On June 20, the Community Recycling Center stopped accepting a wide range of plastic recycling materials due to reported cost and labor shortages. As recycling becomes harder to sustain in the area, a number of organizations are seeking sustainable solutions for waste management.
The district will no longer accept plastics No. 1 clamshells, No. 2 oil, soap and similar items, and No. 3 through No. 7 plastics, according to a press release from the Solid Waste Special Service District No. 1. Of the paper items, only clean, sorted office paper and newsprint from commercial sources will be accepted. Mixed paper will no longer be accepted. Glass will continue to be collected for use in the Moab Landfill. Corrugated cardboard, aluminum cans and steel cans will continue to be accepted at the center. The SWSSD noted in their press release that anyone with one cubic yard or more of material is subject to the delivery charge of $4 per square yard.
“We’ve been studying this for nine months trying to find a way to keep all the materials,” Deb Barton, Solid Waste district manager said. “We have had a personnel shortage since the beginning of January, so we’ve been fighting not having enough people since January, and the people who want to recycle is increasing.”
The labor shortage is not the only challenge the solid waste district is facing. Although the center has a subsidy of $200,000 per year from the county, it is operating at a loss. “That center has never made a profit, it hasn’t even broken even, and that is not a sustainable business model,” Barton said.
Limiting the categories of plastics the center can process was not a decision made lightly, according to district board members. They even conducted a study to take into concern the relative greenhouse gas emissions put forth by each respective material. “We wanted to concentrate our resources into the items that give off a greater amount of greenhouse gases,” Barton explained. Neither do they view it as a permanent solution. “Options that we are talking about include possibly upgrading the bailer at the recycling center so that it is more efficient,” said Kalen Jones, city council member. Jones sits on the board of the SWSSD. “That could speed up operations significantly so that the material can get out the door more efficiently.”
The district is also considering the possibility of partnering with a private company, such as Monument Waste. “It’s a bigger facility so it can have other equipment that sorts it more efficiently and packages and ships it to market,” Jones explained. “There’s an economy of scale that can happen.” Negotiations between Monument Waste and the district are already underway, and the service is considering building an intermediate facility that could serve several small, remote communities in this area. The intermediate facility would then conduct a partial sorting of recycled items and ship them to a larger materials recovery facility likely located in a larger metropolitan area.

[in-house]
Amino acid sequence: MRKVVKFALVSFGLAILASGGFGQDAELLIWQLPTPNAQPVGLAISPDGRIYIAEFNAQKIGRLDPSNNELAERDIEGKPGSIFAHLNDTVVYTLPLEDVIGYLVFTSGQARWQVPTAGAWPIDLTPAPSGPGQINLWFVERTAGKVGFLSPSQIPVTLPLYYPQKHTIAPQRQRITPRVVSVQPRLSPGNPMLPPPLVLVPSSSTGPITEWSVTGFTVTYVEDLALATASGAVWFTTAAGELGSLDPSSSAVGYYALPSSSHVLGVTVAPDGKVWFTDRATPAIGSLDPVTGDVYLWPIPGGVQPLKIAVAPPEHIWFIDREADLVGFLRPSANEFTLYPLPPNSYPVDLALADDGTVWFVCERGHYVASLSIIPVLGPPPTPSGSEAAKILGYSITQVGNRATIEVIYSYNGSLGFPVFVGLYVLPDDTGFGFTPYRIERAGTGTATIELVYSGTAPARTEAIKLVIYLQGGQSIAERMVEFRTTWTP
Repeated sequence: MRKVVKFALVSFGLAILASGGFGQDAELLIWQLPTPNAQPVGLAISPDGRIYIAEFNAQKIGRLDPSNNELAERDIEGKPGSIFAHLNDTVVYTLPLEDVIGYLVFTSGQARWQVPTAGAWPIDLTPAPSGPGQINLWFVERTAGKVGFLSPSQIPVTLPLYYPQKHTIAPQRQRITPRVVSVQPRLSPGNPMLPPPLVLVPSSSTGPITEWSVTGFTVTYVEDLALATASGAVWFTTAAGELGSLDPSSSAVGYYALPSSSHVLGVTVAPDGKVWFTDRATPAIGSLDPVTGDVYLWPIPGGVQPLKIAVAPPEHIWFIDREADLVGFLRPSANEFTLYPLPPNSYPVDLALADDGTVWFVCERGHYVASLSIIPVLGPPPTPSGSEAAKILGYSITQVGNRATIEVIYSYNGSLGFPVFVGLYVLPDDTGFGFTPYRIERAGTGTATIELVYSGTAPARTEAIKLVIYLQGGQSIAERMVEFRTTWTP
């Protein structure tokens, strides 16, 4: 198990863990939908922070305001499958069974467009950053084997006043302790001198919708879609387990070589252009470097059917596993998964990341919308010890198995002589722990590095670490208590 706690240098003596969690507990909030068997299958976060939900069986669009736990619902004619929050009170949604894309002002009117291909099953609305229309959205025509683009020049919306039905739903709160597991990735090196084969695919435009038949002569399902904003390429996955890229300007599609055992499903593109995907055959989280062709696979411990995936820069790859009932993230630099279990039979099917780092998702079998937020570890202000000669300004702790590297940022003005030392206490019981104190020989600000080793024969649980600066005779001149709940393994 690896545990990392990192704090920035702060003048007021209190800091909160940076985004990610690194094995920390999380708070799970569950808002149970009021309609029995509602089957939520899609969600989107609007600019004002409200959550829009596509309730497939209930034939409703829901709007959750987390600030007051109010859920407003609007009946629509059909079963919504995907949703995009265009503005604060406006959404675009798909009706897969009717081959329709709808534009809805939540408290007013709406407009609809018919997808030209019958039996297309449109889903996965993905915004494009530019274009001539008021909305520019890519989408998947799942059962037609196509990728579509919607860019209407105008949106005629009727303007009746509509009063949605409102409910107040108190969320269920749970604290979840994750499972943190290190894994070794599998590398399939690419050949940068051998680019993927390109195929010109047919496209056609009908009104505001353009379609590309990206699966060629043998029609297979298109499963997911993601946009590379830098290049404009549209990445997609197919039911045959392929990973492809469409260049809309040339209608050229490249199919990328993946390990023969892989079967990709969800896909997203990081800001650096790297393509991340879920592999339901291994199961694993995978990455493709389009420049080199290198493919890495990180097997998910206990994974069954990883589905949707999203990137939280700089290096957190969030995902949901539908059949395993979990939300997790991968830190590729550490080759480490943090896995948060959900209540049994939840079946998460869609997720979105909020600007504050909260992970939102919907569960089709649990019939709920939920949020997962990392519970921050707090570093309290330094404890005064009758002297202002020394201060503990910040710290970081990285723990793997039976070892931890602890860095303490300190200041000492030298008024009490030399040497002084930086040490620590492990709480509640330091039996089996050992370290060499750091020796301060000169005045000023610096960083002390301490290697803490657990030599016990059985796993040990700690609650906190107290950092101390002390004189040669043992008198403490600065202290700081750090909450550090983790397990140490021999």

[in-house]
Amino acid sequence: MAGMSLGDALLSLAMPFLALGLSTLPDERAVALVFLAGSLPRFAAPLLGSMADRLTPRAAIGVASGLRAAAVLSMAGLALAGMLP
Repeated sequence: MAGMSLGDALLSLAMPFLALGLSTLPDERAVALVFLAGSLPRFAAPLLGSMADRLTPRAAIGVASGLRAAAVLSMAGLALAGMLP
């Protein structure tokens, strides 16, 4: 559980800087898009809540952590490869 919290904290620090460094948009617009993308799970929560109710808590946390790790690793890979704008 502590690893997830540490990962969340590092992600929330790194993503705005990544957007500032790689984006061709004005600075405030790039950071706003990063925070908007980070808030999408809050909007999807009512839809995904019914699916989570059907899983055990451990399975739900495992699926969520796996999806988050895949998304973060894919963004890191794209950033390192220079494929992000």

“What’s being tossed around here is sort of a hybrid operation where we separate some of the high-value or high-volume commodities that can be efficiently handled locally and then others can be co-mingled and they’ll work their way up to a big MRF, where they don’t have the same labor challenges we have here,” Jones explained.
Cardboard would likely remain an item accepted at Moab’s recycling center, while most plastics could be taken by a private company. “Given that the district is basically running recycling at a loss, if they could just take them off our hands, maybe we could add those materials back into what’s recycled and that loss in our budget would go away,” Jones explained. Eliminating the district’s financial drain would allow funds to be spent on other waste reduction projects. “Currently there’s a pilot composting project for yard waste and the Moab landfill, and maybe we could use what we’re spending on recycling to buy the equipment to scale that up to compost more yard waste,” posited Jones. He added that there has been a local push to expand the composting project to additional waste types such as food containers, which would require an additional form of composting technique.
The city’s waste hauling contract renews in the fall, and they will be opening up requests for proposals from private companies in order to secure more competitive contracts that may include recycling components. If a recycling contract is secured at that time, the private entity will then require additional time to acquire the necessary infrastructure and staffing to provide their services. “Everyone is trying to work together,” Jones insisted. “There’s not going to be an immediate manifestation for a change in services, but there’s an ongoing discussion.”
Until a change is made, Jones hopes citizens will think more critically about the packaging of products they buy and consume. “Recycling is really just one of many strategies that can be used for an overall waste-reduction goal,” he said. “Hopefully we and other non-profit partners will be doing more education about that.”
ByBy Jacque Garcia